Predictive Factors of Unfavorable Events After Gamma Knife Radiosurgery for Vestibular Schwannoma

Ji Hee Kim, Hyun Ho Jung, Jong Hee Chang, JinWoo Chang, Yong Gou Park, Won Seok Chang

Research output: Contribution to journalArticle

4 Citations (Scopus)

Abstract

Objective Gamma Knife radiosurgery (GKS) for the treatment of vestibular schwannoma (VS) introduces risks to the facial nerve and auditory perception and may involve post-treatment complications such as pseudoprogression, hydrocephalus, and other cranial neuropathies. This study of patients with VS who underwent GKS investigated radiosurgical results, focusing on post-treatment complications and identifying the factors that predict such complications. Methods We undertook a retrospective review of all VS patients treated with the Perfexion Leksell Gamma Knife between November 2007 and October 2010 at our institution. Patients who underwent at least 12 months of clinical and radiologic assessments before and after GKS were included. Results All 235 patients were included in the analyses reported here. The 5-year serviceable hearing and facial nerve preservation values were 73.9% and 94.3%, respectively. Following GKS, 43 patients (18.30%) showed pseudoprogression, 15 (6.38%) exhibited hydrocephalus, 22 (9.36%) showed trigeminal neuropathy, 14 (5.96%) showed vertigo, and 25 (10.64%) showed facial myokymia. According to multivariate analysis, solid tumor nature was significantly associated with pseudoprogression and patient age was significantly associated with hydrocephalus. Patients receiving margin doses ≥13 Gy had a significantly higher probability of loss of serviceable hearing. Patients with smaller tumors had a trigeminal nerve preservation rate comparable with patients harboring larger tumors. Patients receiving margin doses <13 Gy or older patients had a significantly higher probability of vestibular nerve dysfunction. Conclusions Further prospective studies should be designed to provide further insight into the exact relationship between the predictive factors we investigated and post-treatment complications.

Original languageEnglish
Pages (from-to)175-184
Number of pages10
JournalWorld Neurosurgery
Volume107
DOIs
Publication statusPublished - 2017 Nov 1

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Acoustic Neuroma
Radiosurgery
Hydrocephalus
Facial Nerve
Facial Nerve Diseases
Trigeminal Nerve Diseases
Auditory Perception
Vestibular Nerve
Cranial Nerve Diseases
Neoplasms
Trigeminal Nerve
Vertigo
Therapeutics
Hearing Loss
Hearing
Multivariate Analysis
Prospective Studies

All Science Journal Classification (ASJC) codes

  • Surgery
  • Clinical Neurology

Cite this

Kim, Ji Hee ; Jung, Hyun Ho ; Chang, Jong Hee ; Chang, JinWoo ; Park, Yong Gou ; Chang, Won Seok. / Predictive Factors of Unfavorable Events After Gamma Knife Radiosurgery for Vestibular Schwannoma. In: World Neurosurgery. 2017 ; Vol. 107. pp. 175-184.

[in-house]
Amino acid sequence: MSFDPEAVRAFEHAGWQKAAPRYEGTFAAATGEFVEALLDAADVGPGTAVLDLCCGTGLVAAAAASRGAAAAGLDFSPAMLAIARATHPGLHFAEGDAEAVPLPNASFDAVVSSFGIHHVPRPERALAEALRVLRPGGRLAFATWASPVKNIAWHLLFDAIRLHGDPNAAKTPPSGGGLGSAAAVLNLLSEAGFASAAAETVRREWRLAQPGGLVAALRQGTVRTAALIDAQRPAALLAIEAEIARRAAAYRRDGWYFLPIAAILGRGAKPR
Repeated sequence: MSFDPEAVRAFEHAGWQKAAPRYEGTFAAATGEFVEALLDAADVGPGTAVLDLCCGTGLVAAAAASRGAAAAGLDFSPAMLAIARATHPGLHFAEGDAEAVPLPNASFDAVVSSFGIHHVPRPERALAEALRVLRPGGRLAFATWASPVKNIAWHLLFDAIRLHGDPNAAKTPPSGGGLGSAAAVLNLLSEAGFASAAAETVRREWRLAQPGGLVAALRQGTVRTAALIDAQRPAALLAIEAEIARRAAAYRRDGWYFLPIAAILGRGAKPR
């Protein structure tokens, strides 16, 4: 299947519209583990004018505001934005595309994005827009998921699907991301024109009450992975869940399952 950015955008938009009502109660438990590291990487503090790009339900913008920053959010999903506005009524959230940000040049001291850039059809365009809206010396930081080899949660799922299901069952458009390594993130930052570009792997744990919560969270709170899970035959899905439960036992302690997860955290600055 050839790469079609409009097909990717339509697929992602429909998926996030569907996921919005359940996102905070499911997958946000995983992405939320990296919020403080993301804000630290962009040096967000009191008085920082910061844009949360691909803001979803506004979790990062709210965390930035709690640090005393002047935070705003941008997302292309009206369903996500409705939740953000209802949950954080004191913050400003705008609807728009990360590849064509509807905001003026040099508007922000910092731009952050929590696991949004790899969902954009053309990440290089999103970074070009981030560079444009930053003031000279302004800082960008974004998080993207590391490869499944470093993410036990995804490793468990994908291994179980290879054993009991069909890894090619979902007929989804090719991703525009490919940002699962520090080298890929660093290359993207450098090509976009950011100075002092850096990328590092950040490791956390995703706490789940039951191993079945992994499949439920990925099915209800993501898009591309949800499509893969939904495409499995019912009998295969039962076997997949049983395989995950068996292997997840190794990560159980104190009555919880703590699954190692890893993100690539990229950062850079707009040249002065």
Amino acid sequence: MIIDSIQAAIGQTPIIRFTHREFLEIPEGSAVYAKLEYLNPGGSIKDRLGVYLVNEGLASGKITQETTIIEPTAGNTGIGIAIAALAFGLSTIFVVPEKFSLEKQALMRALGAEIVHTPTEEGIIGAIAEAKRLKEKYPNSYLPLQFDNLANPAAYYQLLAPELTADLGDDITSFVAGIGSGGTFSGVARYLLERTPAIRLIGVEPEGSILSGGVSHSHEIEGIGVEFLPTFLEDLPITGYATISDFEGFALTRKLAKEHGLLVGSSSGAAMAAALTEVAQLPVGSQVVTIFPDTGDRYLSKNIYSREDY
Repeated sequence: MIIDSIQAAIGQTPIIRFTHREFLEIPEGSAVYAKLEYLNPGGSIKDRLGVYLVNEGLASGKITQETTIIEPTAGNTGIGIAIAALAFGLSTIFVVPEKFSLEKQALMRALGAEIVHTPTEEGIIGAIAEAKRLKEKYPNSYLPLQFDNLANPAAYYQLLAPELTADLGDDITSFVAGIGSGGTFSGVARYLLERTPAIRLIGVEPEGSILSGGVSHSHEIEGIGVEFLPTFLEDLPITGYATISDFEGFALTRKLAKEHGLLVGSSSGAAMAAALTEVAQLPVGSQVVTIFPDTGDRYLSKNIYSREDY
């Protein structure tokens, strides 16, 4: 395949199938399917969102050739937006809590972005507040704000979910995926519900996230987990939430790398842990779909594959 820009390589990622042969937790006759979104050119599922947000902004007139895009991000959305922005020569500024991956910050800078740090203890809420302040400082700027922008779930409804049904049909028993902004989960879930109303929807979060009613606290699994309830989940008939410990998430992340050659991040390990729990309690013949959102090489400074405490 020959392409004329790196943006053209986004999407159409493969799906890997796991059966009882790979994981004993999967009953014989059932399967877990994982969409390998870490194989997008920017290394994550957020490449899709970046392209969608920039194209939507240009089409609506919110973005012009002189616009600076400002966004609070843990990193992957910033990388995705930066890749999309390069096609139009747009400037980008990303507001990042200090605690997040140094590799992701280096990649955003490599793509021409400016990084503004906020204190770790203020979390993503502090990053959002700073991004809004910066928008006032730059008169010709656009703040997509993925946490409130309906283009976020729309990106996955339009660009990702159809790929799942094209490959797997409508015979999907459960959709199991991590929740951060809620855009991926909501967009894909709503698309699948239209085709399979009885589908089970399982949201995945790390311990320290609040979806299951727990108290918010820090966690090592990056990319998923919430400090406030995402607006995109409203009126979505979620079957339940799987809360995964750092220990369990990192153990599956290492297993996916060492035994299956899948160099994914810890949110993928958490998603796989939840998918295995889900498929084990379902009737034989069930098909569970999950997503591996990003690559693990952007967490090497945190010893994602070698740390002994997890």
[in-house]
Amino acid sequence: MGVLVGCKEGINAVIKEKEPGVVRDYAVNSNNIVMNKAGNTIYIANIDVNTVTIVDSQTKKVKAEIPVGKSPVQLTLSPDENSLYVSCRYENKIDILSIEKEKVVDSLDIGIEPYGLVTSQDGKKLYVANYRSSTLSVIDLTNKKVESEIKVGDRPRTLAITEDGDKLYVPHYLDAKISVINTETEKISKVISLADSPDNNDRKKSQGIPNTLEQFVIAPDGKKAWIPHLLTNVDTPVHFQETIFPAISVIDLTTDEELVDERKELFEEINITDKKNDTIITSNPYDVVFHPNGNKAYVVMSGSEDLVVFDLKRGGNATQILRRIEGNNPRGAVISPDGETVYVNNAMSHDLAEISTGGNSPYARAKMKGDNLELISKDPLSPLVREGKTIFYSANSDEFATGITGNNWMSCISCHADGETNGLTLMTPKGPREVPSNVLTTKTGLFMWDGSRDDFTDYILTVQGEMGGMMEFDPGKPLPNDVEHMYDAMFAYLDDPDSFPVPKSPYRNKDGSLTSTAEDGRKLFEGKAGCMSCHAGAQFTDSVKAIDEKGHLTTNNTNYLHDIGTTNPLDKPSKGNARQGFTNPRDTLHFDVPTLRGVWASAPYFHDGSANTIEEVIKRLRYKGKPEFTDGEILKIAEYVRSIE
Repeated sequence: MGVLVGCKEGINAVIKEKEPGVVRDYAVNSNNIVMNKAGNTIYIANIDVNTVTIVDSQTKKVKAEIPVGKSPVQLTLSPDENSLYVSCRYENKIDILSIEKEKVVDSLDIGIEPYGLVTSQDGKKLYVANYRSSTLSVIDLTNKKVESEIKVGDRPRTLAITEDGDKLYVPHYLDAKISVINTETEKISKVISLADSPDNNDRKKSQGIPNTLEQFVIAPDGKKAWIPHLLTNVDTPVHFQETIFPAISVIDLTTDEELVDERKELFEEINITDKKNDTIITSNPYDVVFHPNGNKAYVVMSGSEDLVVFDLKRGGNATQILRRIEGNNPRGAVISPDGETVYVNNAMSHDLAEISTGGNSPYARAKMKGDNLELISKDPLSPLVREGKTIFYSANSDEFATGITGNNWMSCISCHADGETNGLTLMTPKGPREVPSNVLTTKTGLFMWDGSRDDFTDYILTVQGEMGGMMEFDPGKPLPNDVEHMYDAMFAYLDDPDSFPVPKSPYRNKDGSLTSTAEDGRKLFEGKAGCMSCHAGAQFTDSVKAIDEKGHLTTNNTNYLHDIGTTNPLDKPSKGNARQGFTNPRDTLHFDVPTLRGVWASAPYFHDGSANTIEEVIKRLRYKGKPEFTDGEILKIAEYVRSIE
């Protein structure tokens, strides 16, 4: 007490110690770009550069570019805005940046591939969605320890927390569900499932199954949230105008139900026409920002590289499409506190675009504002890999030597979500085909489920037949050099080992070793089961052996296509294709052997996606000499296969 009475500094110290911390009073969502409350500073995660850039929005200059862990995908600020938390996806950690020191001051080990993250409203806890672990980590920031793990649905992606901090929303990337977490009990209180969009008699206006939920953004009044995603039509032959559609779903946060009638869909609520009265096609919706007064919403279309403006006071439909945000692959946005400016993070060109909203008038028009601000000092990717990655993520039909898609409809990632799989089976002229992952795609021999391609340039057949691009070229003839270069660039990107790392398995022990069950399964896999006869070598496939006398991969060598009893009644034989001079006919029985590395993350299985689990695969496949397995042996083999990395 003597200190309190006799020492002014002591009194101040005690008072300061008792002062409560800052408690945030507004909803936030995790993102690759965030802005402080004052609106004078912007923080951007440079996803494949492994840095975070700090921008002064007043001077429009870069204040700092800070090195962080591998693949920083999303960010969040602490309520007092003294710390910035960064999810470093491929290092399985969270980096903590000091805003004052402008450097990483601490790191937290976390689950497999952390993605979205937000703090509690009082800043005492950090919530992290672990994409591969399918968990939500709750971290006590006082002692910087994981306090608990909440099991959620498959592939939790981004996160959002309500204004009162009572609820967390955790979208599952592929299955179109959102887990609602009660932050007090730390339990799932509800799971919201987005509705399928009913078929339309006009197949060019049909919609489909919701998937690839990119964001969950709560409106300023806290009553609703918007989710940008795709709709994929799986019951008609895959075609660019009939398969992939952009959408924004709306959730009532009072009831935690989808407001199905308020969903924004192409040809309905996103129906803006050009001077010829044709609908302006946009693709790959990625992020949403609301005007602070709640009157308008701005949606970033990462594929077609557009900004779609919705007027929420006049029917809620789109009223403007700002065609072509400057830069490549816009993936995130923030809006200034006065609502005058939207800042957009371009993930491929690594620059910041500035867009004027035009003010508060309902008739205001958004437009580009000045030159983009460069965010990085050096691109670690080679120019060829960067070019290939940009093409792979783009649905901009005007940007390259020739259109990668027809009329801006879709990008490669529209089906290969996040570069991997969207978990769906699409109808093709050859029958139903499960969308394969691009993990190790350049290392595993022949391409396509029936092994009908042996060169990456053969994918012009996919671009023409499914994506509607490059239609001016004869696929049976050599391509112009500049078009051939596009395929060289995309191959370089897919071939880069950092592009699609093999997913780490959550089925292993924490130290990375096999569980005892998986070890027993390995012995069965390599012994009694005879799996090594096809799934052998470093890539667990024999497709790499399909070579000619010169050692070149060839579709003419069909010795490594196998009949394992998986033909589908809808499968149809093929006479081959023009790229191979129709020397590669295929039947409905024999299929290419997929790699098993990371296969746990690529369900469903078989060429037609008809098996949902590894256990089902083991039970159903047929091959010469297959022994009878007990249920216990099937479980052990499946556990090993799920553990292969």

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abstract = "Objective Gamma Knife radiosurgery (GKS) for the treatment of vestibular schwannoma (VS) introduces risks to the facial nerve and auditory perception and may involve post-treatment complications such as pseudoprogression, hydrocephalus, and other cranial neuropathies. This study of patients with VS who underwent GKS investigated radiosurgical results, focusing on post-treatment complications and identifying the factors that predict such complications. Methods We undertook a retrospective review of all VS patients treated with the Perfexion Leksell Gamma Knife between November 2007 and October 2010 at our institution. Patients who underwent at least 12 months of clinical and radiologic assessments before and after GKS were included. Results All 235 patients were included in the analyses reported here. The 5-year serviceable hearing and facial nerve preservation values were 73.9{\%} and 94.3{\%}, respectively. Following GKS, 43 patients (18.30{\%}) showed pseudoprogression, 15 (6.38{\%}) exhibited hydrocephalus, 22 (9.36{\%}) showed trigeminal neuropathy, 14 (5.96{\%}) showed vertigo, and 25 (10.64{\%}) showed facial myokymia. According to multivariate analysis, solid tumor nature was significantly associated with pseudoprogression and patient age was significantly associated with hydrocephalus. Patients receiving margin doses ≥13 Gy had a significantly higher probability of loss of serviceable hearing. Patients with smaller tumors had a trigeminal nerve preservation rate comparable with patients harboring larger tumors. Patients receiving margin doses <13 Gy or older patients had a significantly higher probability of vestibular nerve dysfunction. Conclusions Further prospective studies should be designed to provide further insight into the exact relationship between the predictive factors we investigated and post-treatment complications.",
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Predictive Factors of Unfavorable Events After Gamma Knife Radiosurgery for Vestibular Schwannoma. / Kim, Ji Hee; Jung, Hyun Ho; Chang, Jong Hee; Chang, JinWoo; Park, Yong Gou; Chang, Won Seok.

In: World Neurosurgery, Vol. 107, 01.11.2017, p. 175-184.

Research output: Contribution to journalArticle

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